Sunday, April 26, 2020

Budgeting in the Plague Year

At the March 12, 2020 NYCERS Board Meeting, the executive director requested five additional workers to address a significant delay (eight to ten months) in finalizing the benefits for new retirees. She stated the delay was due to increased workload and staff turnover. I had previously commented on a six-month delay in producing final option letters in a December 2019 posting.

Obviously, the delay was longer than six months. The director was quite comfortable asking for the five new workers even though she had increased her staff by 36 new workers over the last three years.

One month later at the April 7, 2020 Board Meeting, the Chairperson asked the trustees to lay over the resolution approving the NYCERS FY-2021 Administrative Budget. The reason he gave was the uncertainty of the City’s own FY-2021 budget due to the Covid-19 epidemic.

NYCERS has been radically increasing its admin budget for several years now. In 2015 NYCERS had 392 full-time workers and a budget of $47.3M. In 2020, NYCERS has 433 full-time workers and a budget of $81.1M

Even with a possible federal bailout, the City is going to have to make serious budget reductions for non-critical functions. Prior to 1997, I spent many years dealing with savage budget reductions but this time it is going to be much worse. The NYCERS budget is technically independent of the City’s budget but the trustees are not immune from the impact of the virus.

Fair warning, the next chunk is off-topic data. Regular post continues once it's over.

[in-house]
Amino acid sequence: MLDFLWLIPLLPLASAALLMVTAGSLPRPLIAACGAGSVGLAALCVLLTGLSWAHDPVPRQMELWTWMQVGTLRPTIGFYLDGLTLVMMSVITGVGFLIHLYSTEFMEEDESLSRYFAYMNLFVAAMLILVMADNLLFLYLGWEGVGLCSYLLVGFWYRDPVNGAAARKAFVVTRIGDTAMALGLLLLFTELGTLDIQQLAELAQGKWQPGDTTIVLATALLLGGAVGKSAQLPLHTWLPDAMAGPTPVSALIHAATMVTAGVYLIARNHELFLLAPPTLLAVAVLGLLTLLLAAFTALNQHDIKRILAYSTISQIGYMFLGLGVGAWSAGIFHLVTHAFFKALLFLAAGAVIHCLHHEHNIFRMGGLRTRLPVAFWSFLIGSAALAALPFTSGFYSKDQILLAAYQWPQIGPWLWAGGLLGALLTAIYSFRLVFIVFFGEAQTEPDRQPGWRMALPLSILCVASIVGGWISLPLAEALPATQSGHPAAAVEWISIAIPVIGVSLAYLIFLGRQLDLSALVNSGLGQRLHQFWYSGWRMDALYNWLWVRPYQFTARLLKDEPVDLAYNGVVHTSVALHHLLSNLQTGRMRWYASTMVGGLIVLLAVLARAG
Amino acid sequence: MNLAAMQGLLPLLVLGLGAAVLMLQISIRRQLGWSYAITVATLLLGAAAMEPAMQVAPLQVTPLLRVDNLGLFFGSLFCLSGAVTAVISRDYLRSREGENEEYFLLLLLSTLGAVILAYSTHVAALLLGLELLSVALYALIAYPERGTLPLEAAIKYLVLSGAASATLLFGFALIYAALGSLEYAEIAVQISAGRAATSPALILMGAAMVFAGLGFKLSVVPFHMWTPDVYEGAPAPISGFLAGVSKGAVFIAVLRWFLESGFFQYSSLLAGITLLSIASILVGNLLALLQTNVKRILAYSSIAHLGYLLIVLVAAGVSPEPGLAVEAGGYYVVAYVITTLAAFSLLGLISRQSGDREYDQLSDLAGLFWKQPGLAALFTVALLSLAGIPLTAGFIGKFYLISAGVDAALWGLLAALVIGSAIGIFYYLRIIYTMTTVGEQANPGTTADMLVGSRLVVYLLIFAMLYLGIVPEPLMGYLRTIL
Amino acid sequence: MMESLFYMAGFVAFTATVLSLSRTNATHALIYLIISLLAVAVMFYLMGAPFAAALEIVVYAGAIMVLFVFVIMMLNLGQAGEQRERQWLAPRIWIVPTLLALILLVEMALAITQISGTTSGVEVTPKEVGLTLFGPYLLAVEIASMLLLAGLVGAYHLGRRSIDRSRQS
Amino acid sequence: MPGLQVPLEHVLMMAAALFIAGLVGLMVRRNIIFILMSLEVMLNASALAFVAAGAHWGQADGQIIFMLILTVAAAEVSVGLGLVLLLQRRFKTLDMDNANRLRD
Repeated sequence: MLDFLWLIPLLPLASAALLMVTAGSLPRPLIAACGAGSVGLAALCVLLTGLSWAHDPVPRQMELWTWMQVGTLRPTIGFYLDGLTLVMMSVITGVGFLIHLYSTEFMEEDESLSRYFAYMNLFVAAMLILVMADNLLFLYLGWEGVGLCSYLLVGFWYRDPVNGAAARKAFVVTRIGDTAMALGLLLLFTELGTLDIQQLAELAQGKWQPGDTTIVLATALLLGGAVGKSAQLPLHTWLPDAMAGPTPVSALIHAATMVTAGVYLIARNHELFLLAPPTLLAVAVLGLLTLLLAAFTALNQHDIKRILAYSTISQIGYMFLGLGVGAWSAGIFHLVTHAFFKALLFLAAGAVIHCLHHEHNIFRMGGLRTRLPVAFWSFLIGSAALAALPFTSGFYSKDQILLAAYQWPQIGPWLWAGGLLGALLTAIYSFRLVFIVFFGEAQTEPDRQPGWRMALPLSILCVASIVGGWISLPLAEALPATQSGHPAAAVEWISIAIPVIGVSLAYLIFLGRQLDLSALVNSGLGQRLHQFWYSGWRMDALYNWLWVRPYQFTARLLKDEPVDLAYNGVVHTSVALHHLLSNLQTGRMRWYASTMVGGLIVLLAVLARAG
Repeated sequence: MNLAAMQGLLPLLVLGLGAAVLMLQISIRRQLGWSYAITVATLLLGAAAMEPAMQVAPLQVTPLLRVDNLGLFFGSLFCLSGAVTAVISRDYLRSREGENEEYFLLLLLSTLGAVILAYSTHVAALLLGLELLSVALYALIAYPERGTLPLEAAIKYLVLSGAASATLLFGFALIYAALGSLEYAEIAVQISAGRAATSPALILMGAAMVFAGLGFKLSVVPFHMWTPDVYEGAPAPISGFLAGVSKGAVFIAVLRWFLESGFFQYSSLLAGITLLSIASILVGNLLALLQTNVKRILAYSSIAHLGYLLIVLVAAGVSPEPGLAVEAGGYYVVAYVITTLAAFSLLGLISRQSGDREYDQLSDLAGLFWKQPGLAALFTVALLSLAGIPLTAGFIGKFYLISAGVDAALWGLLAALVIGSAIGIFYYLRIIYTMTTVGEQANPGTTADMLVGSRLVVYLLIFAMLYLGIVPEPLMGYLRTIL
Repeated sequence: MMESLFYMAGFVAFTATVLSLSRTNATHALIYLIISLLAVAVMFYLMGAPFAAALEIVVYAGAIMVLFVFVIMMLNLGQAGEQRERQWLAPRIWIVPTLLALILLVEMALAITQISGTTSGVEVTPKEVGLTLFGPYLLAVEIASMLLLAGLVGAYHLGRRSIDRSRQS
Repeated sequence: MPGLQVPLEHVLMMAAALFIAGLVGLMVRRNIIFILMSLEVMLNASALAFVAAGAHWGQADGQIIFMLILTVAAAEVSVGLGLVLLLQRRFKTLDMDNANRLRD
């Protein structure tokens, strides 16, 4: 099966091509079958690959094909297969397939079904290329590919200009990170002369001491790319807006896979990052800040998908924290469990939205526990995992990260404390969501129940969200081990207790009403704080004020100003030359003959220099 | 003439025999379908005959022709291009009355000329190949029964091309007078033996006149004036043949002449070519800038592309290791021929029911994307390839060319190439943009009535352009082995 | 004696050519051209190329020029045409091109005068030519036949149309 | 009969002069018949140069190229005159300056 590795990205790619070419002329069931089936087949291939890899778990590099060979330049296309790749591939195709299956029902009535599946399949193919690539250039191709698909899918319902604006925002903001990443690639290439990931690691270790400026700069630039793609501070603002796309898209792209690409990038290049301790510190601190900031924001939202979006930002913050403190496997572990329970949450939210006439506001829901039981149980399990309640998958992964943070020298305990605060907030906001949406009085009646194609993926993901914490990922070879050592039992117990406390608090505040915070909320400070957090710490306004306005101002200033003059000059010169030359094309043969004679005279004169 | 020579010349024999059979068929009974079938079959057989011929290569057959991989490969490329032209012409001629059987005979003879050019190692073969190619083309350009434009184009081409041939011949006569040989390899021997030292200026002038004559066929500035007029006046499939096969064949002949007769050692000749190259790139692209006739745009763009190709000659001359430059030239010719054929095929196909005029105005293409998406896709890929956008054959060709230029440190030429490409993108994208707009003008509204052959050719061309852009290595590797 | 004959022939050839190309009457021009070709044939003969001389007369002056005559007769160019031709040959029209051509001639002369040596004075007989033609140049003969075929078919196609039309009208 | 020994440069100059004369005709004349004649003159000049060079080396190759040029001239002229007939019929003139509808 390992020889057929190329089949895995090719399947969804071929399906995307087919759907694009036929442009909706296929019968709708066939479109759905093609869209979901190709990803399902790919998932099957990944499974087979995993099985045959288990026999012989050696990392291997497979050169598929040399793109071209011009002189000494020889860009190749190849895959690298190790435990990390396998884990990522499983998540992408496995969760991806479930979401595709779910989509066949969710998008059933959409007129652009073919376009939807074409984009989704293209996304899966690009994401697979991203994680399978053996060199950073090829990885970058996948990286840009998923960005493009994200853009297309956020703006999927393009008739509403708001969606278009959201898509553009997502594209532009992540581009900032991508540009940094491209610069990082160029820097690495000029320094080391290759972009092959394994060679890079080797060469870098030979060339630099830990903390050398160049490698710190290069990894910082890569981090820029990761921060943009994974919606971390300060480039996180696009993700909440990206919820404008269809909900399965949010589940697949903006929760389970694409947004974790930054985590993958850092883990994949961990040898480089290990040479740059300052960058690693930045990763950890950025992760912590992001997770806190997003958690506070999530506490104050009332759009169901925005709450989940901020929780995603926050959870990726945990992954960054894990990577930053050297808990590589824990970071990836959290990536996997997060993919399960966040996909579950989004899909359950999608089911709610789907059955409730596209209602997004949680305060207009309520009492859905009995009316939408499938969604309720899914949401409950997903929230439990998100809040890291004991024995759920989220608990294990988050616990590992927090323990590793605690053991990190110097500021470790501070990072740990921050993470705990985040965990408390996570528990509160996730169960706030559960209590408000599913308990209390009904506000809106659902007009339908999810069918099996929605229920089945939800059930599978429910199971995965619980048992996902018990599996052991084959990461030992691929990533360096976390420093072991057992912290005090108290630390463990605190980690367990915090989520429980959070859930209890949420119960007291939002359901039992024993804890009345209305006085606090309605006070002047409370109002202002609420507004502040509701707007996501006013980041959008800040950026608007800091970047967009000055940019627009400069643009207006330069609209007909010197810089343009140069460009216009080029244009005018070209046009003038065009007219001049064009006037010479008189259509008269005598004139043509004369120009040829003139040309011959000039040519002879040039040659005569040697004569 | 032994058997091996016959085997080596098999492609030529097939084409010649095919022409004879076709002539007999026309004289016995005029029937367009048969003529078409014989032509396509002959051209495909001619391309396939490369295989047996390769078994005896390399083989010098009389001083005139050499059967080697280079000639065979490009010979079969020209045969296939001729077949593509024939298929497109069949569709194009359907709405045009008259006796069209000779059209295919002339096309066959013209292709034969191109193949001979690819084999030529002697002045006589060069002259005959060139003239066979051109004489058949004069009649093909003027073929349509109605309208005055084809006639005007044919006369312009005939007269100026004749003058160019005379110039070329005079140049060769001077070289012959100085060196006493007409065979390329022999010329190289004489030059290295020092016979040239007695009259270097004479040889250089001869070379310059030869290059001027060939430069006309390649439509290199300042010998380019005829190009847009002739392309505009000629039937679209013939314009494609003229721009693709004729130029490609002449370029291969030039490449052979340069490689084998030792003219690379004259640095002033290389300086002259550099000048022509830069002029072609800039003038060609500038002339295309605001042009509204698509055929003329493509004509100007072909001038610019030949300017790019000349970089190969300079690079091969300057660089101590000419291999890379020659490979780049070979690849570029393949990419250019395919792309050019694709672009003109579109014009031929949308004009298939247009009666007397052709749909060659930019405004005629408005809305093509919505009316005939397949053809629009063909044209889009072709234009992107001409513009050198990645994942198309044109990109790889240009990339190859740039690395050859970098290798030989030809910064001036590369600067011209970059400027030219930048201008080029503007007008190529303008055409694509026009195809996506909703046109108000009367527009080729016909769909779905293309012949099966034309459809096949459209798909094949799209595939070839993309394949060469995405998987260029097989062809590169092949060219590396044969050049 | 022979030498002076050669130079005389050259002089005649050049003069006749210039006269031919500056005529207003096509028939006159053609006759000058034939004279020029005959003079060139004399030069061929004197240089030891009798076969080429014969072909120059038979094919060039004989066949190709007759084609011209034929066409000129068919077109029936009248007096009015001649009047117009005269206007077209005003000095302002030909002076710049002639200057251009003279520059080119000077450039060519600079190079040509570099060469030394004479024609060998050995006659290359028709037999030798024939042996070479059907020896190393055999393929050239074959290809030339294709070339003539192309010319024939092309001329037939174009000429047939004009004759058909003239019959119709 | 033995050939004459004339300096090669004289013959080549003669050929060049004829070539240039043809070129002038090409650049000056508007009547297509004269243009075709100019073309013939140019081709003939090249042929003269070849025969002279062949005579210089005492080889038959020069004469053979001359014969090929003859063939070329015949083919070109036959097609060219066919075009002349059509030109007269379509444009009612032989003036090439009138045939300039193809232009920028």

It is not out of the question that NYCERS will be required to cut $20M from its FY-2021 budget.

While the FY-2020 payroll is only $35.3M, there will be, no doubt, a total hiring freeze in FY-2021 and maybe layoffs, if there is a threat to essential workers. The major contractions, however, will occur in the OTPS budget which is currently $45.9M in FY-2020. This amount was only $21.8M in FY-2018. You can see the possibility of an even greater reductions than the $20M.

The saving grace of these reductions is that NYCERS might get back to doing its basic work correctly and on time. NYCERS may even get back to designing improved application systems with career civil servants rather than with “remote” consultants.

Side Notes:

  1. NYCERS currently subsidizes the Comptroller’s Office with $4M/year. That will have to stop.
  2. NYCERS is currently spending $240M/year on investment expenses. That will have to be radically reduced. Most pension funds around the country are going to have a war with Wall Street, if the costs are not radically cut.